Provided by Hillel’s Joseph Meyerhoff Center for Jewish Learning, which creates educational resources for Jewish organizations on college campuses.
The last lines of the book of Exodus have Moses placing the finishing touches on the Mishkan, the Tabernacle. The Tabernacle is enveloped in clouds with the presence of the Holy One emanating from its center. Moses is prevented from entering because the clouds indicate that the Holy One’s presence is there in full glory. Then the next book, Leviticus/Vayikra, opens with God’s inaugural meeting with Moses.
"And He called to Moses, and God spoke to him from the Tent of Meeting saying…"
Rashi on Leviticus 1:1
"Every time God spoke to Moses, he was welcomed by this calling which was a term of endearment. It was the same language used by the ministering angels for they too, ‘called one to the other…’ (Isaiah)…And the voice went to Moses alone for Israel was unable to hear the sound… Yet, everything God said to Moses for thirty-eight years was for the sake of Israel. It was only after the generation of the spies–those who were afraid to conquer the land of Israel–had died that God spoke to Moses for his sake alone. As it is written, "After all the people from the generation of the war had passed, God spoke to me." (Deuteronomy 2:16)
Your Rashi Navigator
1. What problem in the text is Rashi addressing?
2. How does he answer it?
3. Rashi says that God’s calling Moses to the tent was done in an endearing manner, but God’s actual words were incredibly harsh, how do you understand this contrast?
4. What allows God to finally have a conversation with Moses?
5. Why does this make a difference?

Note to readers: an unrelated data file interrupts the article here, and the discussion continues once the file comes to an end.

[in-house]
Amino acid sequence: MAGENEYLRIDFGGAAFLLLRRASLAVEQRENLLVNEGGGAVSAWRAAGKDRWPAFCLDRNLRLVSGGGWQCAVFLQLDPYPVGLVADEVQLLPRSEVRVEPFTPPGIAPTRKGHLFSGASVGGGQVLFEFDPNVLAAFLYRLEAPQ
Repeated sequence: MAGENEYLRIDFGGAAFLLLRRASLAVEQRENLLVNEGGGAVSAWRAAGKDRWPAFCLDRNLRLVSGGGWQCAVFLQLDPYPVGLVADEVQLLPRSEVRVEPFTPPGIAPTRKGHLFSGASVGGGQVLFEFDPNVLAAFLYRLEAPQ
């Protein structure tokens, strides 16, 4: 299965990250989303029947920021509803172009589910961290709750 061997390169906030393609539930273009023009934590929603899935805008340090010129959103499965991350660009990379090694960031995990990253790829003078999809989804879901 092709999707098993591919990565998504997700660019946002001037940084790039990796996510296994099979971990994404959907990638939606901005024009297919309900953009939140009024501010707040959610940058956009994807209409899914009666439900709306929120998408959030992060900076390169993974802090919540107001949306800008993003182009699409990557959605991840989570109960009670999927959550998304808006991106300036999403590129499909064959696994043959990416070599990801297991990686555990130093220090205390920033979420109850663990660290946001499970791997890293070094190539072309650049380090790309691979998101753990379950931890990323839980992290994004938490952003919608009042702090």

Rashi calls us to pay attention to the fact that God is literally calling on Moses, but not like a salesperson or a telephone solicitor, but like a relative. It is like heeding "a calling" to what we feel we are destined to be. Moses alone heard this voice even though this was the same voice that echoed thunderously at Sinai. The calling shook his very being, unbeknownst to those throngs milling about the camp.
More amazing is the fact that Moses’s calling was not for him at all, but it was for all of Israel. His calling was to be God’s interpreter, God’s translator, God’s humanizer. Rashi notices that God never had a personal conversation with Moses until after the generation of the spies had all finally died.
God’s work was to try and keep Israel in order; Moses’s calling was to promote the cause of Israel and not his personal relationship with the Holy One. As long as the community wandered in the desert because of their disinclination to enter the land, God would only speak to Israel in stern tones and Moses would not have the benefit of basking in God’s grace.
Nevertheless, when God calls Moses to these meetings, he does so with love, saying that these people are your responsibility, but my tone is directed toward them through you. You, Moses, embody this generation in all they represent. My calling reminds us both that there is the potential for a relationship after our work is done, but only then.
Moses finally gets that conversation after this generation is gone and before the new generation is about to conquer the land. It is there that, "God spoke to me…" Moses says, and Rashi infers that God spoke to him with the gentleness and affection Moses had always deserved.
The promise that the conversation would indeed happen sometime was important enough that Rashi made note of it. It reminds us that how Moses was called made it possible for him to receive the harsh word of his Lord.
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